Author: Anna Priester, Content Marketing Manager
Data protection is one of Germany’s fundamental rights. For a long time, however, the main focus of mobile app users was not on this. In the early years of mobile marketing, when the app industry was “booming”, users consciously or often unconsciously accepted the disclosure of their data to always be up to date with the latest technology and apps.
Over the years, the situation has changed – fueled by numerous public data protection scandals surrounding global tech corporations. The introduction of the GDPR in Europe in 2018, which regulates the processing of personal data by private companies and public bodies in Europe, has additionally strengthened the understanding of data protection.
Nowadays, there is a paradigm shift: Users seek transparency about their data demanding fair handling that coincides with their expectations through the promises made by companies. In particular towards big technology companies and advertisers, there is a lack of trust due to the increased awareness.
However, especially in the mobile sector and in order to be able to conduct effective, targeted app marketing, data along the customer journey is extremely important for marketers.
New privacy features from major tech companies are aggravating factors. First and foremost, Apple’s introduction of the App Tracking Transparency Framework in iOS 14.5 this spring and enhanced data privacy features in iOS 15.
In this article, we take a closer look at the challenges mobile marketers are facing by increasing privacy and security concerns from users.
Basic principle of data collection in mobile marketing (before Apple’s ATT)
Let’s start from scratch: Why do app publishers collect data from their users and how is it processed? To answer this question, we need to focus on the customer journey. On our growth framework, the Marketing Master Map, we illustrate the mobile customer journey.
The four main phases can be used to define data points that are relevant for user acquisition (UA) and further relationship management (mobile customer relationship management, mCRM) with users.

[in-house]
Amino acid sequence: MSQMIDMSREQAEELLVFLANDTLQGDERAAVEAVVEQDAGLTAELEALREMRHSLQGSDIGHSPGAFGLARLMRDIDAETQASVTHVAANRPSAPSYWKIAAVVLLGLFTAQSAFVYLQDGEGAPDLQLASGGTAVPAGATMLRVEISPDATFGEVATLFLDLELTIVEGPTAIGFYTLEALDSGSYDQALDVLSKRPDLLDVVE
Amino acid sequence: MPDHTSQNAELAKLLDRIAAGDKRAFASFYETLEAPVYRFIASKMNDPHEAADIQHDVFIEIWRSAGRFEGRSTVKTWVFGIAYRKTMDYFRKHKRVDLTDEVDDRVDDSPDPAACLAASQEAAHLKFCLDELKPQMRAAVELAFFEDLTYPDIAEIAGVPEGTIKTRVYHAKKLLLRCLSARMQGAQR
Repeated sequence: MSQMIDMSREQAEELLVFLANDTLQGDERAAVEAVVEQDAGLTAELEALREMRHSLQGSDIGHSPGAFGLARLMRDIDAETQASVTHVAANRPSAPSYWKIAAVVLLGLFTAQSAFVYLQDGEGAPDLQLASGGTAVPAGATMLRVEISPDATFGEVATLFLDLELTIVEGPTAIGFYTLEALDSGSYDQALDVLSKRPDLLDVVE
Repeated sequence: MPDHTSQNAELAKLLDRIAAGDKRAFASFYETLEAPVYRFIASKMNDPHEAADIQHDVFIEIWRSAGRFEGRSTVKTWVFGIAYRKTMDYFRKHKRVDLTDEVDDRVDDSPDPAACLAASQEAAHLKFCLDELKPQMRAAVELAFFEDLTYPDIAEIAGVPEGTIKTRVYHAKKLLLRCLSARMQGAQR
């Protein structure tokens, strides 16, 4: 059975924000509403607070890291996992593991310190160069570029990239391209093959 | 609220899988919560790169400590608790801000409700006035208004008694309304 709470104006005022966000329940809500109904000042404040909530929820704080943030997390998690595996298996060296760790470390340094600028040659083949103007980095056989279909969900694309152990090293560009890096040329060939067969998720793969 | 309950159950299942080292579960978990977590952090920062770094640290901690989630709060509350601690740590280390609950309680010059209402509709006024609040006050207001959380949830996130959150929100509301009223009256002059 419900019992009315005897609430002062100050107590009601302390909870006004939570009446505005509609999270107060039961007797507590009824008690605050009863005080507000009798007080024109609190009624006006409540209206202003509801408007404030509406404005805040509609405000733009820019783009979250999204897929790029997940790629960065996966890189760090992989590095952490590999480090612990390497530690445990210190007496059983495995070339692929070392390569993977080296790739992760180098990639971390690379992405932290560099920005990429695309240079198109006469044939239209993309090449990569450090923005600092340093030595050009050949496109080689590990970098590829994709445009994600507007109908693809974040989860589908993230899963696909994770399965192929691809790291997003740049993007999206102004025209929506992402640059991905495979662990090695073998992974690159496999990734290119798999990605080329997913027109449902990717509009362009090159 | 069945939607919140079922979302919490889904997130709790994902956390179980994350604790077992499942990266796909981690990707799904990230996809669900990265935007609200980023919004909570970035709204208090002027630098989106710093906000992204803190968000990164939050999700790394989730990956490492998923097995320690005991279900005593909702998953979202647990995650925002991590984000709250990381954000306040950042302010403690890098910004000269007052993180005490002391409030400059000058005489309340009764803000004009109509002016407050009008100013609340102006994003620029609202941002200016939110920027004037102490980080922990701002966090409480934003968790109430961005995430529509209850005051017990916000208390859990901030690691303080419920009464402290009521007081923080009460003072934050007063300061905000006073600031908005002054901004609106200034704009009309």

Demand Generation/ Conversion Generation
In the first two phases, marketers conduct user acquisition marketing. Paid ads (on various channels) are a popular tool for acquiring users. To scale their campaigns, marketers need to measure the success of these paid ads channels. The focus is on metrics such as impressions (an ad displayed to a single user), clicks (a user clicks on an ad), installs (a user downloads an app), reinstalls, registration, subscription (free/paid), and conversion rate (number of visitors of a website in relation to the number of transactions set as conversions).
With the help of a Mobile Measurement Partner (MMPs) integrated into the app, even more insights into user behavior can be gained, giving mobile marketers information about the success of an advertising campaign. This goes beyond which campaigns drove users to the app via number of impressions and clicks. MMPS can determine in-app journeys via event tracking and mobile marketers thus know from which campaigns the most valuable users come from.
Without attribution tracking (the technical term for this process in mobile marketing), mobile marketers are severely limited in their ability to target potential new customers through advertising campaigns. Without knowing where the most valuable users are coming from, they have no choice but to scatter their ads – which can have a negative impact not only on their advertising budget (scatter loss), but also on users of the advertising channels themselves: They are repeatedly confronted with irrelevant ads.
Relationship Management/ Propagation
In order for mobile marketers to get started with relationship management and to be able to set up retargeting campaigns in the case of inactive users, they need user data and, above all, the consent of their users to contact them.
A distinction is made in retargeting between paid retargeting activities, such as those from ads served to existing (inactive) app users within the app or other websites, and mobile customer relationship management, in which marketers use existing communication channels (e.g., push notifications or in-app messages) and email marketing to convince users to return to their app.
Further down the funnel, the aggregated level of UA leads to a personal relationship between the company and the user – which is intentional and beneficial for both sides. By means of mCRM and the given communication channels, marketers can always keep their users up to date regarding the company, promotions, new products, etc.
The more information marketers have about their users, the better they can customize and personalize their content. Based on behavior in the app and stated preferences, users can be sent targeted recommendations and suggestions for content that is relevant to them – this principle corresponds to Netflix’s business model.
Collaboration and data exchange with an MMP is also essential for retargeting campaigns. The retargeting provider needs the user list to search for existing users when they use other apps and websites. This list is maintained by an MMP (since the SDK runs in the app and tracks all current users). In addition, the MMP measures user events and forwards this data to the retargeting provider so that it knows which of the events is the target of the retargeting campaign and it exists a success criteria.